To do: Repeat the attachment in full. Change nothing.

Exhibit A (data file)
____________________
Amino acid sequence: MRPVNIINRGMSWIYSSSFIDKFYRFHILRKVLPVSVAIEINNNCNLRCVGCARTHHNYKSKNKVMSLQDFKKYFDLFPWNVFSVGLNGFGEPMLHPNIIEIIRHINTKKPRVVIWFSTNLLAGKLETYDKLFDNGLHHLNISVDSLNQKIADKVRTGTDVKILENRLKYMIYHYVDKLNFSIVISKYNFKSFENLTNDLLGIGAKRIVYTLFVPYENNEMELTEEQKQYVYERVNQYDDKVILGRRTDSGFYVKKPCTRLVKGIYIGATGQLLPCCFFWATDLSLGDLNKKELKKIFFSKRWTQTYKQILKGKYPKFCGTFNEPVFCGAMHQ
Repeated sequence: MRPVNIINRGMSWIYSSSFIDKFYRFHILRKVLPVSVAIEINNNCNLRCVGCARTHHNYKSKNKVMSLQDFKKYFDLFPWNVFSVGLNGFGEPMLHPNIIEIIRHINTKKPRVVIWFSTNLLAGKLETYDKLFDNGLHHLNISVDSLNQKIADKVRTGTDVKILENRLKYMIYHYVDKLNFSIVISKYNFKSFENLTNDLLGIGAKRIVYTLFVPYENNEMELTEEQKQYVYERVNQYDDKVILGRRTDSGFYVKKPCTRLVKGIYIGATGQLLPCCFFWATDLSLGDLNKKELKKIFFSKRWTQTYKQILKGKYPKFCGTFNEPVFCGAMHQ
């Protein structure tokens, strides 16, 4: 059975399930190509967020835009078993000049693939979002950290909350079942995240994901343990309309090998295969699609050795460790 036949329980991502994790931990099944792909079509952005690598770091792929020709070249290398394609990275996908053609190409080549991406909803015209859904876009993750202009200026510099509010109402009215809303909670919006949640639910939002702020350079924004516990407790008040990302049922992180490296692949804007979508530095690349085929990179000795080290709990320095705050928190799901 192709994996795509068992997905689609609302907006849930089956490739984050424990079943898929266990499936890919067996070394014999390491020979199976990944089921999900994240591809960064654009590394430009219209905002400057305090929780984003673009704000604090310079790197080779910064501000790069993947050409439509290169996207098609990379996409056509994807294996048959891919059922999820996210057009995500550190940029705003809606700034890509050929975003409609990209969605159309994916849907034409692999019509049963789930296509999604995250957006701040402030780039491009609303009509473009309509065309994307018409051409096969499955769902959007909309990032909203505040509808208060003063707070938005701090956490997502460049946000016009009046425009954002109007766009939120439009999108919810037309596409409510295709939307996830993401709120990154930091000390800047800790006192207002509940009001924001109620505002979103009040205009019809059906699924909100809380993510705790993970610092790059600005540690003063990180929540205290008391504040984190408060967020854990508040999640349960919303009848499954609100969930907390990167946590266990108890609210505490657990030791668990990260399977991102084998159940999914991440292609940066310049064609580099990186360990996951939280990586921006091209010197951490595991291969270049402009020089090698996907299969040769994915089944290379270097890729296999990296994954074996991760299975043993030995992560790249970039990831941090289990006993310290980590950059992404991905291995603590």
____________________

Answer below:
Amino acid sequence: MRPVNIINRGMSWIYSSSFIDKFYRFHILRKVLPVSVAIEINNNCNLRCVGCARTHHNYKSKNKVMSLQDFKKYFDLFPWNVFSVGLNGFGEPMLHPNIIEIIRHINTKKPRVVIWFSTNLLAGKLETYDKLFDNGLHHLNISVDSLNQKIADKVRTGTDVKILENRLKYMIYHYVDKLNFSIVISKYNFKSFENLTNDLLGIGAKRIVYTLFVPYENNEMELTEEQKQYVYERVNQYDDKVILGRRTDSGFYVKKPCTRLVKGIYIGATGQLLPCCFFWATDLSLGDLNKKELKKIFFSKRWTQTYKQILKGKYPKFCGTFNEPVFCGAMHQ
Repeated sequence: MRPVNIINRGMSWIYSSSFIDKFYRFHILRKVLPVSVAIEINNNCNLRCVGCARTHHNYKSKNKVMSLQDFKKYFDLFPWNVFSVGLNGFGEPMLHPNIIEIIRHINTKKPRVVIWFSTNLLAGKLETYDKLFDNGLHHLNISVDSLNQKIADKVRTGTDVKILENRLKYMIYHYVDKLNFSIVISKYNFKSFENLTNDLLGIGAKRIVYTLFVPYENNEMELTEEQKQYVYERVNQYDDKVILGRRTDSGFYVKKPCTRLVKGIYIGATGQLLPCCFFWATDLSLGDLNKKELKKIFFSKRWTQTYKQILKGKYPKFCGTFNEPVFCGAMHQ
């Protein structure tokens, strides 16, 4: 059975399930190509967020835009078993000049693939979002950290909350079942995240994901343990309309090998295969699609050795460790 036949329980991502994790931990099944792909079509952005690598770091792929020709070249290398394609990275996908053609190409080549991406909803015209859904876009993750202009200026510099509010109402009215809303909670919006949640639910939002702020350079924004516990407790008040990302049922992180490296692949804007979508530095690349085929990179000795080290709990320095705050928190799901 192709994996795509068992997905689609609302907006849930089956490739984050424990079943898929266990499936890919067996070394014999390491020979199976990944089921999900994240591809960064654009590394430009219209905002400057305090929780984003673009704000604090310079790197080779910064501000790069993947050409439509290169996207098609990379996409056509994807294996048959891919059922999820996210057009995500550190940029705003809606700034890509050929975003409609990209969605159309994916849907034409692999019509049963789930296509999604995250957006701040402030780039491009609303009509473009309509065309994307018409051409096969499955769902959007909309990032909203505040509808208060003063707070938005701090956490997502460049946000016009009046425009954002109007766009939120439009999108919810037309596409409510295709939307996830993401709120990154930091000390800047800790006192207002509940009001924001109620505002979103009040205009019809059906699924909100809380993510705790993970610092790059600005540690003063990180929540205290008391504040984190408060967020854990508040999640349960919303009848499954609100969930907390990167946590266990108890609210505490657990030791668990990260399977991102084998159940999914991440292609940066310049064609580099990186360990996951939280990586921006091209010197951490595991291969270049402009020089090698996907299969040769994915089944290379270097890729296999990296994954074996991760299975043993030995992560790249970039990831941090289990006993310290980590950059992404991905291995603590």